For the season, Nola has made three starts and given up 20 hits and eight earned runs in 16 innings. He has walked six and struck out 15.

Why no Justin Bour vs. Jacob deGrom? Gabe Kapler explains

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Why no Justin Bour vs. Jacob deGrom? Gabe Kapler explains

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Why wasn't Justin Bour in the starting lineup?

That was the question on seemingly every Phillies fan's mind Saturday — at least if Twitter, Facebook, Instagram, emails and texts are any indication — as they were being shut down by the amazing Jacob deGrom on Saturday afternoon.

Coming into the game, Bour had gone 8 for 21 (.381) with two homers and a double off deGrom. No, it's not some massive sample size. But the only players in baseball with more career extra-base hits off deGrom than Bour are Giancarlo Stanton, Bryce Harper and Freddie Freeman.

When you're facing the Ace of Aces, don't you want as much offense in the lineup as possible?

"I thought long and hard about Bour starting today," manager Gabe Kapler said. "I had the conversation with Justin as well. I said look, I really wanted to find a way to get you in there today but with Jake Arrieta on the mound, it's very important that we put our best defensive infield out there.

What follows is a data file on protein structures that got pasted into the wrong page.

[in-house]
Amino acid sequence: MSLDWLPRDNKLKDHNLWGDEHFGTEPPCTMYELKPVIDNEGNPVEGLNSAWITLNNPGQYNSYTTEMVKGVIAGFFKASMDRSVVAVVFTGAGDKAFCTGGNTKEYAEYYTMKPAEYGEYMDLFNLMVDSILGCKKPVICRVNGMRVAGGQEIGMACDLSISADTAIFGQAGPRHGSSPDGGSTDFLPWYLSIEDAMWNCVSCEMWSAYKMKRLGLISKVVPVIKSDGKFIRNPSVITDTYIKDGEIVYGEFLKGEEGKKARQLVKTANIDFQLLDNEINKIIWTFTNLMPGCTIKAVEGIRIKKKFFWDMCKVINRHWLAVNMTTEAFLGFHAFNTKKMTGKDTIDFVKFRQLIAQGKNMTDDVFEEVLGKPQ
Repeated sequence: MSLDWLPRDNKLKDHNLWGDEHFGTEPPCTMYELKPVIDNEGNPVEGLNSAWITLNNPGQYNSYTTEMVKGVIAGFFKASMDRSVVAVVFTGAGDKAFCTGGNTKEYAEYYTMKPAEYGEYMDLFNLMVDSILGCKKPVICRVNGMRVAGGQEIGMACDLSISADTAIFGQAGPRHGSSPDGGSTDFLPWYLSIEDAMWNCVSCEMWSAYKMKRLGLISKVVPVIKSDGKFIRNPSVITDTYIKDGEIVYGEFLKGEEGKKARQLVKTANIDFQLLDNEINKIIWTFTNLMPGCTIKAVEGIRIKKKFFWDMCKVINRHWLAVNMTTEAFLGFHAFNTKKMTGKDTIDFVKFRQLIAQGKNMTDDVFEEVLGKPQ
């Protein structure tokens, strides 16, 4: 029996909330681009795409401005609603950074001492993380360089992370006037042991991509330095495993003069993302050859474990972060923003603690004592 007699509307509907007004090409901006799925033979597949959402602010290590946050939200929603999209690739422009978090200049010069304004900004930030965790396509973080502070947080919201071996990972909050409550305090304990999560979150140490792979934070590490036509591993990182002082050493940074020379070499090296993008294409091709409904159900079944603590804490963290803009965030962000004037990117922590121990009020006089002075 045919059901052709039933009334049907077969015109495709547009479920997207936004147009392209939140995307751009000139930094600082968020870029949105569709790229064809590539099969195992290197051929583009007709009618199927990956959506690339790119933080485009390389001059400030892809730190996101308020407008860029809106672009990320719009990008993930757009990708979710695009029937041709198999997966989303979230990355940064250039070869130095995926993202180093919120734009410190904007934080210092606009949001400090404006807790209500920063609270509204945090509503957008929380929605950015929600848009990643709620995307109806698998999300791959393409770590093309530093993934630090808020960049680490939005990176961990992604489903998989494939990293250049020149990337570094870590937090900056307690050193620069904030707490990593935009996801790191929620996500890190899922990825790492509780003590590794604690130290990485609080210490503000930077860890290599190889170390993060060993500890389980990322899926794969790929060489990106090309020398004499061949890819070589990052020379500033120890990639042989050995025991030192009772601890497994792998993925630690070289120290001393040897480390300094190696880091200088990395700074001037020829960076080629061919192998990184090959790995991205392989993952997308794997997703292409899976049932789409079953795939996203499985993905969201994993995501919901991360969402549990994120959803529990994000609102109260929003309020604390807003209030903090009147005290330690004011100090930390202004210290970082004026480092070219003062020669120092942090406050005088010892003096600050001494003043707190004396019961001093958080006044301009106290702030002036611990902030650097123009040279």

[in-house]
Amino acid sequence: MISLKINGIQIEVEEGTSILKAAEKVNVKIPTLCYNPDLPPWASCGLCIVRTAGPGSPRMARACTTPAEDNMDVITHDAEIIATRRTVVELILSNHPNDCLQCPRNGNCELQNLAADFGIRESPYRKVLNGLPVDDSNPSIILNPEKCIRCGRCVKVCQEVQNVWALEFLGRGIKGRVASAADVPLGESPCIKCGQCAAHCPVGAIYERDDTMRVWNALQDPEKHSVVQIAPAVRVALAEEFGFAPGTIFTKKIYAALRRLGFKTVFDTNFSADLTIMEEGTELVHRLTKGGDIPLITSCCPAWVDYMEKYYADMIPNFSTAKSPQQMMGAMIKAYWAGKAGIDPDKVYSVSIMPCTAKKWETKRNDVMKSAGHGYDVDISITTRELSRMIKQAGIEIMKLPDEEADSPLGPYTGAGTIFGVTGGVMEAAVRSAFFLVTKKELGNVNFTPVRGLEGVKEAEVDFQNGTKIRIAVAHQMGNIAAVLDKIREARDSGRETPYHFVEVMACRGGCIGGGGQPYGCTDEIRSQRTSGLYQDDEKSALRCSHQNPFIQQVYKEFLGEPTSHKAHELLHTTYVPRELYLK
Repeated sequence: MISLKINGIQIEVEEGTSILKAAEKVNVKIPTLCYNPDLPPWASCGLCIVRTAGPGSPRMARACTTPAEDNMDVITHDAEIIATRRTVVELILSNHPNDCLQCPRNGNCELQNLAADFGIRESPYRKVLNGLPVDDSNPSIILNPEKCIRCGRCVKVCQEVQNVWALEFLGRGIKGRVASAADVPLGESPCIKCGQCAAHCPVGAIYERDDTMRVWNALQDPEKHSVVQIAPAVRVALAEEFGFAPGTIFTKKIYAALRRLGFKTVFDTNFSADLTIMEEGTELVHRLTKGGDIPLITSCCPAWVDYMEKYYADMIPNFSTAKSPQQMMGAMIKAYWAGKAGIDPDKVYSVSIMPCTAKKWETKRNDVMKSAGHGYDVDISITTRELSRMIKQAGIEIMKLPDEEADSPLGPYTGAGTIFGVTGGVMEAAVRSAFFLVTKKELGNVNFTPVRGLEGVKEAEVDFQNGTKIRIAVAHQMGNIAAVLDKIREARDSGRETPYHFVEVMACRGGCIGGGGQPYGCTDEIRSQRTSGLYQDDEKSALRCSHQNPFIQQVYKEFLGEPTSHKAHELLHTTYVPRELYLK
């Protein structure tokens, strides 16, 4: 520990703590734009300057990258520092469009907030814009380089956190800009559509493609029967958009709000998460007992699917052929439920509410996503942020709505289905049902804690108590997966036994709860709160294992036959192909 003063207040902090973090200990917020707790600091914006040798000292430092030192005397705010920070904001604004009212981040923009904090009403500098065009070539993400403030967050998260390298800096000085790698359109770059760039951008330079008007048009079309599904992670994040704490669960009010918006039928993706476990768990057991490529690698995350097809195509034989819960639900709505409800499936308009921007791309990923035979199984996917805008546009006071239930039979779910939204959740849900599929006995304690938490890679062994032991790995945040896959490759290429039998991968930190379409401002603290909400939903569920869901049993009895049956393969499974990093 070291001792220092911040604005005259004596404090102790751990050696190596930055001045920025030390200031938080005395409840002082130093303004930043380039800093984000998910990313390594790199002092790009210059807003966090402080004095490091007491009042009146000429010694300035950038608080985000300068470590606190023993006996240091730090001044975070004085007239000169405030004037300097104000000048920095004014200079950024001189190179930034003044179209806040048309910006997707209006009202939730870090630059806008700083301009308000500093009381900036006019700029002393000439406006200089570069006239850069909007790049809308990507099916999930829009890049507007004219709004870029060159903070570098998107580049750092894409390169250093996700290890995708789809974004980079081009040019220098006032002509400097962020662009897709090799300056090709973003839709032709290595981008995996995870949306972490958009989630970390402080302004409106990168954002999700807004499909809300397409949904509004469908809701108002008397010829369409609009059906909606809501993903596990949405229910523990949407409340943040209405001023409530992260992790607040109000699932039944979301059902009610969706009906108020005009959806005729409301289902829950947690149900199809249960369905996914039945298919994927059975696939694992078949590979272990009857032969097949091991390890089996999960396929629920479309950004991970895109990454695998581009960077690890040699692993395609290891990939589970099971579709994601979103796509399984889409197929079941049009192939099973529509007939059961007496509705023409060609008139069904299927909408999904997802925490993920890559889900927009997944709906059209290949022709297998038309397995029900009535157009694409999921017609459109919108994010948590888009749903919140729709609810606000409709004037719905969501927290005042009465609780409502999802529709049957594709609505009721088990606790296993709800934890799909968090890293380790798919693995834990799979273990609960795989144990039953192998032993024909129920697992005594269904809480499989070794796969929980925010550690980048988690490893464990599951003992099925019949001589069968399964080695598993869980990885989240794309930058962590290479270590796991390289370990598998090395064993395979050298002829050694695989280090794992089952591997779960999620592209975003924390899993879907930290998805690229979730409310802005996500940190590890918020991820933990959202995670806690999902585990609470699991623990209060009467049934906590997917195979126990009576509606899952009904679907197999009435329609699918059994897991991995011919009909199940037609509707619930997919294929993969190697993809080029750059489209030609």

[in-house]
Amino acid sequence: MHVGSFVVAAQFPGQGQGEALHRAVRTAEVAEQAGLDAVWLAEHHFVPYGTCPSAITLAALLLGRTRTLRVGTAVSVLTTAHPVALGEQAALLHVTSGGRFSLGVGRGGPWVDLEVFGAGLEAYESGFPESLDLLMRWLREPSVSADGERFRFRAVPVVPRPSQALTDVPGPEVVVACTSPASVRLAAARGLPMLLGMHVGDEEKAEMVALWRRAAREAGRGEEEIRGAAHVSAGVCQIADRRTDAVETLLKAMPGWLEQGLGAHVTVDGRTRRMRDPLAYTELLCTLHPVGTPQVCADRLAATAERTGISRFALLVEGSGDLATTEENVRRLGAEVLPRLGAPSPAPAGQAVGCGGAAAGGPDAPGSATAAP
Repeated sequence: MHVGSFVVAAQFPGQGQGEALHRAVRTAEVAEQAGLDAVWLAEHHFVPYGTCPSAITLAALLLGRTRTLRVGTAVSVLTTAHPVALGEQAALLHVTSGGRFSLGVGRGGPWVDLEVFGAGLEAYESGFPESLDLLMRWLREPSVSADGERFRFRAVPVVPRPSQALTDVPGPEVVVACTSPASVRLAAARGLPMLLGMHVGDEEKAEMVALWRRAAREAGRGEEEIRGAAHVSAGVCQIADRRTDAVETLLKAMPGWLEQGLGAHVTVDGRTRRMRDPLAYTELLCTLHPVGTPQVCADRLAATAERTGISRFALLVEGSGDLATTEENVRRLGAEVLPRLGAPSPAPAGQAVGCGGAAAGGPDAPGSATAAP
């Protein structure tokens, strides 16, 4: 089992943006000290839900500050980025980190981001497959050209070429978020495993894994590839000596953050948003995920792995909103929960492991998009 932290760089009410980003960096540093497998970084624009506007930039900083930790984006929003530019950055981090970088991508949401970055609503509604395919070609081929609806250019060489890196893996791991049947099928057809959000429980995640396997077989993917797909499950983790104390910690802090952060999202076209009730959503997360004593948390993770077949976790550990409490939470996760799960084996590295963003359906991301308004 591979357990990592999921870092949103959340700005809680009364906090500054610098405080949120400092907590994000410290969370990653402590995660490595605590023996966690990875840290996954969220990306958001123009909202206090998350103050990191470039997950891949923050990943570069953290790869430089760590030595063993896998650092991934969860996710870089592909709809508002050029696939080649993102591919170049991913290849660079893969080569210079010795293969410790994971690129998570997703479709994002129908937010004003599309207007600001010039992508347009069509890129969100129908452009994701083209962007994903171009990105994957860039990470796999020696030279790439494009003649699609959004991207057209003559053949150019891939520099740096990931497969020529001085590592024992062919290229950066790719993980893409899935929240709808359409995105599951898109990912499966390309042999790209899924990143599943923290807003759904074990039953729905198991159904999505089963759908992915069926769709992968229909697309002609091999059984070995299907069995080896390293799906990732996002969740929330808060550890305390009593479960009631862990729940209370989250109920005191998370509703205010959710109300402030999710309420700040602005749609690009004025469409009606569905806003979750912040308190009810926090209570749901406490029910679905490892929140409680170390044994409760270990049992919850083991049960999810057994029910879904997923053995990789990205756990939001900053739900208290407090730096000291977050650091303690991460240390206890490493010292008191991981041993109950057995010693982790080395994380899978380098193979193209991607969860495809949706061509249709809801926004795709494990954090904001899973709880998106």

"We want to give Jake every chance because, with the high groundball rate, we know he's going to induce a lot of ground balls. We know that we're going to need to play sound defense behind him. And Carlos Santana is a very, very good defensive first baseman despite a play he wasn't able to make today. He's very good over there, he makes our infielders look good. 

"So when Jake is on the mound, when Aaron Nola is on the mound, sometimes we optimize for defense over putting a guy in the lineup whose had some success against deGrom, and he has been good against him."

Santana made outs in his first three at-bats and was booed after striking out with Rhys Hoskins on second base to end the sixth inning. Santana did begin the ninth inning with a single up the middle, which had meaning in a two-run game.

Bour pinch-hit in the eighth and struck out swinging on three pitches.